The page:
Now I have to be honest, most indie authors say that the earnings they make from affiliate marketing can barely cover their Netflix subscription.  On the other hand, there are few who are making thousands from affiliate marketing.  It all depends on what you sell and the deal you make.

Popular Things Authors Sell and Promote

  1. Books; digital, audio and print versions.
  2. Writing or editing software.
  3. Learning eCourses.
  4. Subscription services like; Audible or Amazon Prime.
  5. Book related swag like; T-shirts, posters and tote bags.
  6. Book cover design services.
  7. Editing services.
  8. Conference or workshop tickets.

Before You Start

Before you go signing up for all the affiliate programs available, please be careful and realistic as to what you are most comfortable promoting. If you’re a religious person, maybe signing up with Harlequin (a romance publisher) isn’t the best idea. Keep in mind, if you don’t like or understand a product, this affiliate experience will most likely end in a disaster.
Another thing to seriously consider is your audience’s tolerance for promotion. When your readers sign up for your blog or liked your social media page, they are signing up to connect with YOU not your benefactor. It is possible that if you promote too much, your audience may get turned off by it and leave.

You Don’t Have To Sell Your Soul

As a content creator, it is up to you as to who you’ll work with and what products you’ll promote. You can always say no to a deal especially, if the terms are unreasonable or pathetic. As I said before, it’s all about what you’re comfortable with.

What’s Expected

It’s not uncommon for a company to want a content creator to write an article or review about their product. This can mean anything from a Youtube video or a blog post. And as the content creator, you’ll have to act natural as well as keep the dialog organic.

Spaces You Can Rent To An Advertiser

  • Social Media
  • Blogs
  • Newsletters (Check the rules, Amazon doesn’t allow affiliate links in emails while other sites do.)
  • Podcasts

Be warned that some companies might give you a script that you’ll be required to read from or post on your blog.  Usually, these scripts consist of the sales copy, a call to action and links to the product. On the opposite side of the spectrum, there are companies who will give you the freedom to sell a product anyway you see fit.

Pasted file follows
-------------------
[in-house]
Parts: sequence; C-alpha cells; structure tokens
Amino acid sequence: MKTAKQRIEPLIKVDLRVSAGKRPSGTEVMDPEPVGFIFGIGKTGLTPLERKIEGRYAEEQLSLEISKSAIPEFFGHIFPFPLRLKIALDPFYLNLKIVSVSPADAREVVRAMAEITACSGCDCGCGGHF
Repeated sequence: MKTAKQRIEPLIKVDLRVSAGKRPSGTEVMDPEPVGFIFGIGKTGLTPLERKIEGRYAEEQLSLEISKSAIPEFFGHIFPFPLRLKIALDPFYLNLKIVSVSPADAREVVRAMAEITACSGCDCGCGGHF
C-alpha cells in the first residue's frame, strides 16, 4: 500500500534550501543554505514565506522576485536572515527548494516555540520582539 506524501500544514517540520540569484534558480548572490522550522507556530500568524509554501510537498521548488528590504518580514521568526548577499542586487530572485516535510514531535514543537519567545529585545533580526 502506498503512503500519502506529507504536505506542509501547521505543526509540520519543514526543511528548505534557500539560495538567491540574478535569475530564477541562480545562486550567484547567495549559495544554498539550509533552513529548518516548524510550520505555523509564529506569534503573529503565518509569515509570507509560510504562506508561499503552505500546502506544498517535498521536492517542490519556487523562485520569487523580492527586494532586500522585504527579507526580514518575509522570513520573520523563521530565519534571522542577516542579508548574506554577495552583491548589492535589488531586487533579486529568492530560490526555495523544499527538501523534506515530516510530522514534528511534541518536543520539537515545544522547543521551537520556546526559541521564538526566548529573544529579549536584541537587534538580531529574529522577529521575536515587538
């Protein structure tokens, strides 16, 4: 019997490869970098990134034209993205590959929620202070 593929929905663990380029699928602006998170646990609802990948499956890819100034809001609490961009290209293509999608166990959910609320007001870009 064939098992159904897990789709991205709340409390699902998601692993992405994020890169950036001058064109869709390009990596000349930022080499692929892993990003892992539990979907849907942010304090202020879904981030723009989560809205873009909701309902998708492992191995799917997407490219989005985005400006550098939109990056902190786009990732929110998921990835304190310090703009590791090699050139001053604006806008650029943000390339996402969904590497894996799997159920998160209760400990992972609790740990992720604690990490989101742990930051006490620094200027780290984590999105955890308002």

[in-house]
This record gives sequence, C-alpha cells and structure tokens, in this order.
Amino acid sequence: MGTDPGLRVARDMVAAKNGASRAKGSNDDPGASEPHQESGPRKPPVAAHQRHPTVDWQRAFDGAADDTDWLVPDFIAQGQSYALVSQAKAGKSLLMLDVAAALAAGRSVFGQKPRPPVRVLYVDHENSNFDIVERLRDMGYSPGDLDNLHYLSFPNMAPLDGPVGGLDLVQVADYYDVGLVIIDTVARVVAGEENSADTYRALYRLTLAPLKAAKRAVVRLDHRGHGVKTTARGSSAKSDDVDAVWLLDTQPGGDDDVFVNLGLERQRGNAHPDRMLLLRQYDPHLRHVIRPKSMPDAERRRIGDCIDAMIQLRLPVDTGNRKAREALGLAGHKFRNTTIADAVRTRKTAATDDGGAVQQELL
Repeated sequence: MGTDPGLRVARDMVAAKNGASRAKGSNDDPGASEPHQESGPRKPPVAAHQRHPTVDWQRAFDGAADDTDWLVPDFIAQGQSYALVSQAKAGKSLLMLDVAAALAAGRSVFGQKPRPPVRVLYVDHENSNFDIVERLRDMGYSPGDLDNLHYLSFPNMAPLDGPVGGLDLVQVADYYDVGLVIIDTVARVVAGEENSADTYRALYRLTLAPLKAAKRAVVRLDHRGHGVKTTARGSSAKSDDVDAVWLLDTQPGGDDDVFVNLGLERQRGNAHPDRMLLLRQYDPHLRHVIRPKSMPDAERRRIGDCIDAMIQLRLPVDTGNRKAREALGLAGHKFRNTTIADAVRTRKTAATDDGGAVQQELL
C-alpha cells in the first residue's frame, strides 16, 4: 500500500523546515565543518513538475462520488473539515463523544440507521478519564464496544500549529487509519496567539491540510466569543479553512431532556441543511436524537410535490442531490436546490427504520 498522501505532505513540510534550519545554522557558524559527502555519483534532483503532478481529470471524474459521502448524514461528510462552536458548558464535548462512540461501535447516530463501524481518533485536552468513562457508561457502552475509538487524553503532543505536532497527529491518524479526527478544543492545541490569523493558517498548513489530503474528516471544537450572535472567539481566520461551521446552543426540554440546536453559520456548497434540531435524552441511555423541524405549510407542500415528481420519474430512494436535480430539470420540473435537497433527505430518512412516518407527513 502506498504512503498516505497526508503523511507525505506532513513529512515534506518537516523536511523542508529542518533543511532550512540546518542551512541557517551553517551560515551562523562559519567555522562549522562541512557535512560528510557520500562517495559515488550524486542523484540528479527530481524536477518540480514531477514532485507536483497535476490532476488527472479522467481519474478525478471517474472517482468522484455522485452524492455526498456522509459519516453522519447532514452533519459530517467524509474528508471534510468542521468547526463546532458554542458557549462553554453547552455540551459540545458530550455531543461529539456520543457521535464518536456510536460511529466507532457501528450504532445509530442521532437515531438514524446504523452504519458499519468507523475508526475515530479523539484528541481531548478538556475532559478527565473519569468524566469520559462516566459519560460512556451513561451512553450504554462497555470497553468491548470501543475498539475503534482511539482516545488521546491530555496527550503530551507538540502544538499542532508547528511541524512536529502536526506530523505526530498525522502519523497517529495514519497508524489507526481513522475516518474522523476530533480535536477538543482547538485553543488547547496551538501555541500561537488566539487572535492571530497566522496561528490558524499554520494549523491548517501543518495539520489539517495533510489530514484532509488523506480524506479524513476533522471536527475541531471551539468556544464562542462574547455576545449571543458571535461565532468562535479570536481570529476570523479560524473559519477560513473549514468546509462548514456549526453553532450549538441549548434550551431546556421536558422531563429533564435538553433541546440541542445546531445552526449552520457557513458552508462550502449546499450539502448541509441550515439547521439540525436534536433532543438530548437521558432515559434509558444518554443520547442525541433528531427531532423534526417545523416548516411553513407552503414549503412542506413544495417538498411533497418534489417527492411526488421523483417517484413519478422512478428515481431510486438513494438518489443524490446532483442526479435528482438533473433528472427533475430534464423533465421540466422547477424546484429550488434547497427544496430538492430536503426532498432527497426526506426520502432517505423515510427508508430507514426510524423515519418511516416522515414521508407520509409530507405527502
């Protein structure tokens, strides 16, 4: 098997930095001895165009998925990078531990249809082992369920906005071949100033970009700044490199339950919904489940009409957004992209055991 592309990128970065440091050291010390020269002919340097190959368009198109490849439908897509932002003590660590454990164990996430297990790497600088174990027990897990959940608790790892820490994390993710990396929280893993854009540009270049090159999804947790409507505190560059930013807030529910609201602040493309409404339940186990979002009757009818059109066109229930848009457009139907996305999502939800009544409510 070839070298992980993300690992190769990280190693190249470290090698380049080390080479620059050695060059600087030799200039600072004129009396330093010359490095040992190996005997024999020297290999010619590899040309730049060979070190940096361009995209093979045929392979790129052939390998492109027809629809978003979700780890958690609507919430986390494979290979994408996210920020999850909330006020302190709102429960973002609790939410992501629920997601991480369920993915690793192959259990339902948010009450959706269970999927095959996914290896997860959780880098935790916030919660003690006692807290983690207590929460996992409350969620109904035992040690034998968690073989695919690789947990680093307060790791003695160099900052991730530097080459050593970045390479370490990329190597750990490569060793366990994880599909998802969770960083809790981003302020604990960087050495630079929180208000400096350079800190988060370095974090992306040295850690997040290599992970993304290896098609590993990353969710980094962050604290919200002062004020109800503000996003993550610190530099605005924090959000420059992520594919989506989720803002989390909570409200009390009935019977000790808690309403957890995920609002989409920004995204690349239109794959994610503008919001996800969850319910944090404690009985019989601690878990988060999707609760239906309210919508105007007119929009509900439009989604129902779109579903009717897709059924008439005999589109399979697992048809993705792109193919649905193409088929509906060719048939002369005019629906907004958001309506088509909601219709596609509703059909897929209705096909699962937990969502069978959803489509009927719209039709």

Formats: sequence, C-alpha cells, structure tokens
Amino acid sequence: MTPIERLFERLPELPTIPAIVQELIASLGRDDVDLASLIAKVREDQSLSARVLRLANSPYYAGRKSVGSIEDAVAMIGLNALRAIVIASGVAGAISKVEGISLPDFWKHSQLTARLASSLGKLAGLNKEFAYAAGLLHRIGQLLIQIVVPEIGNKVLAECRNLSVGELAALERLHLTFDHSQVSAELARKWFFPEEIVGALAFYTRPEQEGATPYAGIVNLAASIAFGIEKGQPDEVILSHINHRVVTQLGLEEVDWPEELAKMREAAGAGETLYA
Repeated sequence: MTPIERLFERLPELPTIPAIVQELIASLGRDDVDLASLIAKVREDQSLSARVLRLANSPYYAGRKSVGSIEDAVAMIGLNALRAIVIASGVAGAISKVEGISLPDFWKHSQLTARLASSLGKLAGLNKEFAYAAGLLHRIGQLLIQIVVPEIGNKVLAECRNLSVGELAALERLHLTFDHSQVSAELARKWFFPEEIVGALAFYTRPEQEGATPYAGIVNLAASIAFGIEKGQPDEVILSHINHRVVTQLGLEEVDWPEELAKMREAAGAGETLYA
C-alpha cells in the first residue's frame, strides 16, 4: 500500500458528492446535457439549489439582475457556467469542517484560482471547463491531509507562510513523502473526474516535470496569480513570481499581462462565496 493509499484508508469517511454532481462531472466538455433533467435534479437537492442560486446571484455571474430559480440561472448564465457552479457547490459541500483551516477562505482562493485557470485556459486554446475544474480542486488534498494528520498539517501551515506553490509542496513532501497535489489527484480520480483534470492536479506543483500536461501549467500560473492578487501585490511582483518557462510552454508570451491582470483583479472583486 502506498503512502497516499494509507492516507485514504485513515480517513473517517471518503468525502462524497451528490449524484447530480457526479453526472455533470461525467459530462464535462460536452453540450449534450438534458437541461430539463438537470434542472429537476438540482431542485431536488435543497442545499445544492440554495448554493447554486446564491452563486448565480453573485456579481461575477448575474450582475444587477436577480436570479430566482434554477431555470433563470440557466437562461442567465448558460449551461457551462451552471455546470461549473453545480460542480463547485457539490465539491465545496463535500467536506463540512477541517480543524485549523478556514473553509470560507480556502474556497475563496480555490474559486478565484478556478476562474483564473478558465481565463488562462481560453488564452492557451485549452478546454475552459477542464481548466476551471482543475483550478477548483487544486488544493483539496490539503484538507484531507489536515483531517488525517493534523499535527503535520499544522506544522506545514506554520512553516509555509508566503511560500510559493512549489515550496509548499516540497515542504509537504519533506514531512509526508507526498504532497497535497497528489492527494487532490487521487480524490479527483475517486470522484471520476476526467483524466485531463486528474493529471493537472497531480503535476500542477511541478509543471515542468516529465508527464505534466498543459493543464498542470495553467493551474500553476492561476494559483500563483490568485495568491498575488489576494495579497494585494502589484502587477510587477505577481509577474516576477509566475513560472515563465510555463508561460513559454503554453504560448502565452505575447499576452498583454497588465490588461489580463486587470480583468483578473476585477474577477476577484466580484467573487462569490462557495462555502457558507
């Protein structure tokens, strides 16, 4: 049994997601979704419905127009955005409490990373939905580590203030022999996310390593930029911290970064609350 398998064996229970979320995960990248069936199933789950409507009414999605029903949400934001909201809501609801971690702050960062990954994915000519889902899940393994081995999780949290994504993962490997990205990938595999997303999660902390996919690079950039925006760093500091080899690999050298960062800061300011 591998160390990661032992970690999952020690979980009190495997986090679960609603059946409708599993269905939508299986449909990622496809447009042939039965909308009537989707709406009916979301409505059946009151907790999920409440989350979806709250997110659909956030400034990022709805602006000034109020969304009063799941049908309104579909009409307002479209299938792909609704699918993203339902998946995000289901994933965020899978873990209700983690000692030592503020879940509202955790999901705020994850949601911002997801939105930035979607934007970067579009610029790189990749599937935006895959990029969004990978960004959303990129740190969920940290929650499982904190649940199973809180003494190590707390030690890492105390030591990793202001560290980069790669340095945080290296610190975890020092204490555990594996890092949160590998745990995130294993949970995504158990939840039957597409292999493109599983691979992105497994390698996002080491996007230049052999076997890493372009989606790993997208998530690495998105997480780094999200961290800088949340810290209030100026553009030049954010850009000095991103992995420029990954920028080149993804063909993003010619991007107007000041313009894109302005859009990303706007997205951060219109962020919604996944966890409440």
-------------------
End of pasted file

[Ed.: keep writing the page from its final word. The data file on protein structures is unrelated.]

Know Who You’re Selling To

The only way for this affiliate marketing thing to work is to make sure that you’re selling to the right crowd. For example, you can’t sell wheat bread to an audience of Celiacs. I mean you could, but I doubt they would appreciate you for it. So you need to know your audience before you can sell them ANYTHING. Hopefully, you’ve gotten to know your audience through your analytics, the comment section of your blog or through random polls. If you haven’t done this, you had better get started. The most common questions content creators ask their audiences are;

  1. What are you struggling with? (Find a product that can help them with their problems.)
  2. What are your favorite books or products? (Try pitching that publisher/ company for an affiliate opportunity.)
  3. What products do you hate? (Avoid them like the plague.)
  4. What are your goals? (Find a product to help them reach their goals.)

If you can get your audience to answer some of these questions, you’ll have a pretty good idea as to which products to sell and which ones to avoid.

Well there you have it, tune in next week where I’ll discuss the requirements for successful affiliate marketing.

You can check out Part 2 here: Affiliate Marketing for Indie Authors Part 2.

5 Things Indies Can Get for Cheap or Free!

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It’s that time of year again and I got software that’s in serious need of an upgrade and several of my friends are looking for cheap book covers.  So I went on a quest to find the best deals on everything from advertising to free college courses.  And since I promised to share everything I learn, I’m passing this info on to you so you can share in the savings and spread the word.

Before I go on, I have to announce I am in no way affiliated with any of the products or services listed.

Word Processing Software

Did you know that your MS Office software has an expiration date? It’s called a lifecycle and when yours ends, the software no longer receives updates thus making your computer vulnerable.  So when the lifecycle on your software ends, you’ll have to upgrade.  Today, Microsoft has subscription based services ranging from $6.99-$9.99  per month or $69-$99 per year.  This sounds cheap but If you compare it to a one time purchase, it’s not.